The U.S. House of Representatives is expected to vote Wednesday on giving the Obama administration the authority to arm and train Syrian rebels to fight Islamic State militants in Iraq and Syria.
The authorization was introduced on Monday as an amendment to a stopgap funding bill and is expected to pass. It will then be sent to the U.S. Senate for approval.
The idea is to pass the amendment as quickly as possible and without a debate on the $500 million the White House said it needs to pay for it.
I’m all for fighting ISIS, but I’m hoping and praying this amendment fails.
As Representative Rick Nolan, an anti-war Democrat from Minnesota said, “No matter who we give our arms to, they inevitably end up being used against us.” Nolan plans on voting against the amendment.
But Senate Minority Leader Mitch McConnell and Speaker Boehner apparently believe the risky gambit is worth a try.
Nevada Senator Harry Reid, the Senate Majority Leader, said he expected it would pass with bipartisan support. Mitch McConnell of Kentucky, the chamber’s top Republican, said he supported the plan and was pleased it expires on Dec. 11, the same day as the spending bill.
“I’d like to take another look at it in a couple of months and see how it’s working out,” McConnell told reporters.
House Speaker John Boehner faces the objections of fellow Republicans who do not want to give the Democratic president what he wants and those who think Obama has not gone far enough, He said he saw no reason for Congress not to back arming the rebels, although he had reservations over the broader strategy.
“If our goal here is to destroy ISIL, we’ve got to do more than train a few folks in Syria and train a few folks in Iraq and drop some bombs,” Boehner told reporters, using an alternative name for the Islamic State group.
What if the “folks” we train in Syria have been fighting alongside ISIS? What if indeed some of them have signed a pact with ISIS not to fight each other? What if the rebels we train use the weapons to attack the Assad Regime instead of ISIS? What if many the rebels can not be trusted because in their culture it is permissible to lie to infidels?
Via Patrick Poole at PJ Media, an FSA brigade commander said that his forces were working with two U.S. designated terrorist organizations, the Islamic State and Jabhat al-Nusra, near the Syrian/Lebanon border.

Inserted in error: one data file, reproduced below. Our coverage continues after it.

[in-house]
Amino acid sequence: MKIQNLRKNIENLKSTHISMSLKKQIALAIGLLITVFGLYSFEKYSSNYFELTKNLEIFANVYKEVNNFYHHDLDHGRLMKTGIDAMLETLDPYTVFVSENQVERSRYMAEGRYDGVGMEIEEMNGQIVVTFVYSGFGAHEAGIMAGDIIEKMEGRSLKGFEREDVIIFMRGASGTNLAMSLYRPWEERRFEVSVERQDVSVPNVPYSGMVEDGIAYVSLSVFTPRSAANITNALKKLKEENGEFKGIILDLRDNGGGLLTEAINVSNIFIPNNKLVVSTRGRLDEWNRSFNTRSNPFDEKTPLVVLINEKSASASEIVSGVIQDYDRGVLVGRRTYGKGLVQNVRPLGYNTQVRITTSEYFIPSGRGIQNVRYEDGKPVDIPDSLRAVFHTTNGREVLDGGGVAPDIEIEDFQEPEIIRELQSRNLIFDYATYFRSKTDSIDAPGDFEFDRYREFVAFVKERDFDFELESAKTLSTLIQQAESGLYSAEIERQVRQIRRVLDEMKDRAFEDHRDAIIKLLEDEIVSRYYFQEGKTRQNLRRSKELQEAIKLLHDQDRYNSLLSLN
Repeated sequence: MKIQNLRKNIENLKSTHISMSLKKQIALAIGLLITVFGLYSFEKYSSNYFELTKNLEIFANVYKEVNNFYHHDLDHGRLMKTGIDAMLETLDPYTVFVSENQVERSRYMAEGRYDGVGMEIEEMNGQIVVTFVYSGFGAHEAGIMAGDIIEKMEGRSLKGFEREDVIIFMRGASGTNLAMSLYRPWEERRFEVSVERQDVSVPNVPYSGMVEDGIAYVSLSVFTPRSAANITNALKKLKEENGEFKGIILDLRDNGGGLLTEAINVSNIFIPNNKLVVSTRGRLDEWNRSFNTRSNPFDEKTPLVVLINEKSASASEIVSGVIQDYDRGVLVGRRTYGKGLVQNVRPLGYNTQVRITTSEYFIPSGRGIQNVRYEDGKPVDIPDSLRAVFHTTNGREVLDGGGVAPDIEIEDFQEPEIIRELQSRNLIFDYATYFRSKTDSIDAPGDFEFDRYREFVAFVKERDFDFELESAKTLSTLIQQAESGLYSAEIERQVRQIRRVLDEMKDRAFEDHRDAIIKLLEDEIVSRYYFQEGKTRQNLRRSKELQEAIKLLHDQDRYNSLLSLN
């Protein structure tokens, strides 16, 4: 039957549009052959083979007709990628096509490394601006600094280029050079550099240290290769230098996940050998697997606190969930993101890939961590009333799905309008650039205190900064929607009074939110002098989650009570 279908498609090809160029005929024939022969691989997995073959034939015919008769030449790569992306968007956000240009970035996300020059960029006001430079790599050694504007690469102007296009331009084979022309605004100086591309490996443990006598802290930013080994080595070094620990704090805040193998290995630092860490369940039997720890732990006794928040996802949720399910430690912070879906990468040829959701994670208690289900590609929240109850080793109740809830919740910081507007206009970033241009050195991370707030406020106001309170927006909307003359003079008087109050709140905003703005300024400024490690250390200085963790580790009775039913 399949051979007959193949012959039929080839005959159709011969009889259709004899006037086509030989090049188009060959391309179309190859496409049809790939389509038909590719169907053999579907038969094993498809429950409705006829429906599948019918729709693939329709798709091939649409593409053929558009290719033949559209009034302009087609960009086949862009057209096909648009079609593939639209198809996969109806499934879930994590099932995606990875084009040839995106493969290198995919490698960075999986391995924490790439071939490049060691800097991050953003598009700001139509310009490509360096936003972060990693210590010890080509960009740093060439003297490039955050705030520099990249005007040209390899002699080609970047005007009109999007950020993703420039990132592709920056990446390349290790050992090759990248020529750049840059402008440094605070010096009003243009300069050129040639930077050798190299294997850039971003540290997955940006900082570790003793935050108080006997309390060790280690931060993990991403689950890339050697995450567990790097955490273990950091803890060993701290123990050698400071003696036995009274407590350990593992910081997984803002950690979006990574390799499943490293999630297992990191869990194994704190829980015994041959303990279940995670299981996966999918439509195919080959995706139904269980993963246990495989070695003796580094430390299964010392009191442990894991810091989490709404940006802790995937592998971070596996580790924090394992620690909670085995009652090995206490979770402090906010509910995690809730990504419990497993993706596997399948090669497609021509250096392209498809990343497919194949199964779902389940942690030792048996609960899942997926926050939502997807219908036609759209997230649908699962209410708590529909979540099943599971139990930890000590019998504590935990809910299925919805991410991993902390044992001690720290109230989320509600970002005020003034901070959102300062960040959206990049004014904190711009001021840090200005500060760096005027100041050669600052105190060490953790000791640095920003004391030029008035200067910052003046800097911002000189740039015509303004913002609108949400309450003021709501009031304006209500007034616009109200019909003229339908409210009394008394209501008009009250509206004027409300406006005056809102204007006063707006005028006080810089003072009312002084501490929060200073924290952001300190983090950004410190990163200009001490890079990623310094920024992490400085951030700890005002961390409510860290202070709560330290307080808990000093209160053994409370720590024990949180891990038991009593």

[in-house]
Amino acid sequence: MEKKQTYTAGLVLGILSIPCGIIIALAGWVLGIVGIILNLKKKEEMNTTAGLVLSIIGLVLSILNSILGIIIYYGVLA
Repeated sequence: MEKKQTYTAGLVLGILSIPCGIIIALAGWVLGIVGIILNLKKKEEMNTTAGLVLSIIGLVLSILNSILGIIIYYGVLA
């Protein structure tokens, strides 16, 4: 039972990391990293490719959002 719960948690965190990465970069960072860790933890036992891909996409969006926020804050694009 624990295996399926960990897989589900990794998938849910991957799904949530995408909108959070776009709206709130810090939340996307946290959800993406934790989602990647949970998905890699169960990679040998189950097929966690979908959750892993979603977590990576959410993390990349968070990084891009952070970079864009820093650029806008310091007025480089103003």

The Daily Star in Lebanon reported on Monday:
“We are collaborating with the Islamic State and the Nusra Front by attacking the Syrian Army’s gatherings in … Qalamoun,” said Bassel Idriss, the commander of an FSA-aligned rebel brigade.
“We have reached a point where we have to collaborate with anyone against unfairness and injustice,” confirmed Abu Khaled, another FSA commander who lives in Arsal.
It gets worse.
According to The Syrian Observatory for Human Rights, a group that monitors Syria’s civil war, moderate Syrian rebels and ISIS struck a cease-fire deal on Friday.
The groups agreed to a non-aggression pact in which they promised not to attack each other.
Rachel Roubein of The National Journal wonders how we’re going to know which Syrians to arm?
There isn’t a formal definition of a Syrian moderate, said Leila Hilal of the New America Foundation. But implicit in the word, she says, are a few criteria: a Syrian who is a nationalist and is fighting for a secular, democratic, and inclusive state.
That definition leaves a lot of room, Hilal said, and there are ample rebel fighters on the ground. Previously, the Syrian National Coalition could have used its Supreme Military Council to help determine who is a moderate, she said. But that group has essentially been disbanded, and now determining who exactly fits the “moderate” bill is done on an ad hoc basis.
“One of the problems is that whether or not someone is fighting under an Islamic banner or a Syrian revolutionary flag, they’re often working together on different fronts,” said Hilal, a senior fellow with New America’s International Security Program. “If they’re fighting to take over the military base or airport … different groups ideologically predisposed will be fighting together.”
A political framework is key, she said, rather than handpicking rebels to do the fighting.
“In my mind, in order to mount an effective counterterrorism strategy, you really need a robust nationalist force that isn’t just a select group of so-called moderates.”
Some lawmakers, such as GOP Rep. Michele Bachmann of Minnesota, said the president is picking the wrong people to fight this war.
“What would giving more money and more weapons to these guys do?” Bachmann said Thursday. “It would build up ISIS. It wouldn’t defeat ISIS, it would build them up because the so-called vetted moderates, our supposed good guys, wouldn’t be fighting the enemy. I think what would happen is we would end up funding the enemy.”
There is of course a “high degree of confidence” in the vetting process that takes place before the US decides who to train.
“The Department of Defense works closely with the intelligence community, using all of its databases in the vetting process,” but the possibility that the weapons will fall into the wrong hands seems to me more like a probability in the fog of this brutal war.
On Fox News with Greta Van Susteren, Tuesday evening, John Bolton expressed his opposition to arming the Syrians among others, and said there is no way to win against ISIS without US boots on the ground. He said it is a huge mistake to place the safety of America in the hands of the Iraqi army, the Free Syrian Army, the Sunnis, and the Kurds. (Personally, I could support the Iraqi Army and the Kurds – just not the Syrian rebels.)
“The fact is putting American safety in the hands of others who have failed before, like the Iraqi army for god sakes, is going to endanger us and cost us more in terms of American lives down the road,” he said.